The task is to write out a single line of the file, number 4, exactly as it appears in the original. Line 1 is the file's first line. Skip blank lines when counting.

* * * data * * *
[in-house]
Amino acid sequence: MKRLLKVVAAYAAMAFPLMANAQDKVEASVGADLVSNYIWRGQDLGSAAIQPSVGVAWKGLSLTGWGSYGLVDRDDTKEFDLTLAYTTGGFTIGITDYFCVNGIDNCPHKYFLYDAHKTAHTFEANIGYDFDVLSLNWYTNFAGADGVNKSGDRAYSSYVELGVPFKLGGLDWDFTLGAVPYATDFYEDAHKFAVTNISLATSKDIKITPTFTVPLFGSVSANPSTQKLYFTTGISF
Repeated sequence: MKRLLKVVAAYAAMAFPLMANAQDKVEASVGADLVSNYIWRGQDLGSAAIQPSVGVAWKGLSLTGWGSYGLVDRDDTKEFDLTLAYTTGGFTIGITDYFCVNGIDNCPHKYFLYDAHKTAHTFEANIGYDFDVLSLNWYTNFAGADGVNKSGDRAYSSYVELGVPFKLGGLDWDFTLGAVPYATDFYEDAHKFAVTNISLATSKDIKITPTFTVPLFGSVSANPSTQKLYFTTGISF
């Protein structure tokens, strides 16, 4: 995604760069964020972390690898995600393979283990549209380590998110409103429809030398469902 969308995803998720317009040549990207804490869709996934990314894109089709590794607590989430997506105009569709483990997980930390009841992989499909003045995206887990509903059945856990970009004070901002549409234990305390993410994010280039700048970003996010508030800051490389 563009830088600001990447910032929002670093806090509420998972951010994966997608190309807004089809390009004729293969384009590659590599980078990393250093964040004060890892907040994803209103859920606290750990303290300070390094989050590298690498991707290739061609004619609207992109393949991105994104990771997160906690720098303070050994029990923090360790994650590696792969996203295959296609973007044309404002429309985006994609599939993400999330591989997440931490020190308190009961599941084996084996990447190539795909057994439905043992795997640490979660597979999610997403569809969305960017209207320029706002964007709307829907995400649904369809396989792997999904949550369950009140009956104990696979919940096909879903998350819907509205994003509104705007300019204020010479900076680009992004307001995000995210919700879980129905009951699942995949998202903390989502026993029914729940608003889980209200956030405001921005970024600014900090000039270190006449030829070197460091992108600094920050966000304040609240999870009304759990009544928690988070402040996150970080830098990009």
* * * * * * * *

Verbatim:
């Protein structure tokens, strides 16, 4: 995604760069964020972390690898995600393979283990549209380590998110409103429809030398469902 969308995803998720317009040549990207804490869709996934990314894109089709590794607590989430997506105009569709483990997980930390009841992989499909003045995206887990509903059945856990970009004070901002549409234990305390993410994010280039700048970003996010508030800051490389 563009830088600001990447910032929002670093806090509420998972951010994966997608190309807004089809390009004729293969384009590659590599980078990393250093964040004060890892907040994803209103859920606290750990303290300070390094989050590298690498991707290739061609004619609207992109393949991105994104990771997160906690720098303070050994029990923090360790994650590696792969996203295959296609973007044309404002429309985006994609599939993400999330591989997440931490020190308190009961599941084996084996990447190539795909057994439905043992795997640490979660597979999610997403569809969305960017209207320029706002964007709307829907995400649904369809396989792997999904949550369950009140009956104990696979919940096909879903998350819907509205994003509104705007300019204020010479900076680009992004307001995000995210919700879980129905009951699942995949998202903390989502026993029914729940608003889980209200956030405001921005970024600014900090000039270190006449030829070197460091992108600094920050966000304040609240999870009304759990009544928690988070402040996150970080830098990009």